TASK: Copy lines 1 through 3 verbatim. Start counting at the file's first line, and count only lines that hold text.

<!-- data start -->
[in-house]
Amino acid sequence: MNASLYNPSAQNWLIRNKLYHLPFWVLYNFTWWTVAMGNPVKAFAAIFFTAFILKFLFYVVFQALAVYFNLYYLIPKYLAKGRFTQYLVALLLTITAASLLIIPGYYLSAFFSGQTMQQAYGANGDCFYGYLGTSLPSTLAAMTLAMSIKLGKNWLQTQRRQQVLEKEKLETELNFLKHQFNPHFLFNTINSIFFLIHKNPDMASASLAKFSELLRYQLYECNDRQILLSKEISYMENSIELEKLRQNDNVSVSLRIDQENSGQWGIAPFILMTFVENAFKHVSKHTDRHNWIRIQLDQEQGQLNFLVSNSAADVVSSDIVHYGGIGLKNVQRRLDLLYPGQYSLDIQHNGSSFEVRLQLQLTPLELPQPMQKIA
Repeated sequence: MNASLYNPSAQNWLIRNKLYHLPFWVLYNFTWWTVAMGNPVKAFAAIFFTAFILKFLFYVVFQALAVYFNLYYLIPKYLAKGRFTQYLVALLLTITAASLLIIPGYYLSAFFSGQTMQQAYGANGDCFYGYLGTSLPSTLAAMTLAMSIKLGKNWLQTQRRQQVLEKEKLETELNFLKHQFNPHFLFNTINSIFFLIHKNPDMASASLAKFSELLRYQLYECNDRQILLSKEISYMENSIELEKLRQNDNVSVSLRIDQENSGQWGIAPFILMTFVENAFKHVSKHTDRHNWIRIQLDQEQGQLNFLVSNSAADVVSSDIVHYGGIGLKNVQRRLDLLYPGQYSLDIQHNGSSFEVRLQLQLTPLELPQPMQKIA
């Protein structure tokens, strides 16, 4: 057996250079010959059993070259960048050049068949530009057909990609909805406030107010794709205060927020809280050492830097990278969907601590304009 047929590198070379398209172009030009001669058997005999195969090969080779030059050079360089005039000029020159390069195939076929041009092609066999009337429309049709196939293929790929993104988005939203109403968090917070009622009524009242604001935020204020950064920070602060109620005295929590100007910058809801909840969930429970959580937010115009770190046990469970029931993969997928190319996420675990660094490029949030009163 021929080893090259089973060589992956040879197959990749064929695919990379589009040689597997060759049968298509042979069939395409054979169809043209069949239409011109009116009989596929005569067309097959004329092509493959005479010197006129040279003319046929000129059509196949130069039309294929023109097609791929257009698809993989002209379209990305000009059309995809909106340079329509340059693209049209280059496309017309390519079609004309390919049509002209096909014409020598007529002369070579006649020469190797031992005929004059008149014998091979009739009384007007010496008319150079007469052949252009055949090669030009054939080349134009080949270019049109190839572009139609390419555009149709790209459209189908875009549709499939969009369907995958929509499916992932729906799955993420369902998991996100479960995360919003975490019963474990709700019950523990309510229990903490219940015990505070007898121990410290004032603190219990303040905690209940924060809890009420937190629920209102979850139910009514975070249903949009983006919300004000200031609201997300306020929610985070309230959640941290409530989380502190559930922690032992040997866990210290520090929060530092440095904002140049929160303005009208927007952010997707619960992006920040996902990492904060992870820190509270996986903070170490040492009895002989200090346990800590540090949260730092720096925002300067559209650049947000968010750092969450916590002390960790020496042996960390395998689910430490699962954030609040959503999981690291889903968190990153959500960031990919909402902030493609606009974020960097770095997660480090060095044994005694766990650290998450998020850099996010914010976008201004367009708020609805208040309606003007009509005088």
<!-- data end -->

[in-house]
Amino acid sequence: MNASLYNPSAQNWLIRNKLYHLPFWVLYNFTWWTVAMGNPVKAFAAIFFTAFILKFLFYVVFQALAVYFNLYYLIPKYLAKGRFTQYLVALLLTITAASLLIIPGYYLSAFFSGQTMQQAYGANGDCFYGYLGTSLPSTLAAMTLAMSIKLGKNWLQTQRRQQVLEKEKLETELNFLKHQFNPHFLFNTINSIFFLIHKNPDMASASLAKFSELLRYQLYECNDRQILLSKEISYMENSIELEKLRQNDNVSVSLRIDQENSGQWGIAPFILMTFVENAFKHVSKHTDRHNWIRIQLDQEQGQLNFLVSNSAADVVSSDIVHYGGIGLKNVQRRLDLLYPGQYSLDIQHNGSSFEVRLQLQLTPLELPQPMQKIA
Repeated sequence: MNASLYNPSAQNWLIRNKLYHLPFWVLYNFTWWTVAMGNPVKAFAAIFFTAFILKFLFYVVFQALAVYFNLYYLIPKYLAKGRFTQYLVALLLTITAASLLIIPGYYLSAFFSGQTMQQAYGANGDCFYGYLGTSLPSTLAAMTLAMSIKLGKNWLQTQRRQQVLEKEKLETELNFLKHQFNPHFLFNTINSIFFLIHKNPDMASASLAKFSELLRYQLYECNDRQILLSKEISYMENSIELEKLRQNDNVSVSLRIDQENSGQWGIAPFILMTFVENAFKHVSKHTDRHNWIRIQLDQEQGQLNFLVSNSAADVVSSDIVHYGGIGLKNVQRRLDLLYPGQYSLDIQHNGSSFEVRLQLQLTPLELPQPMQKIA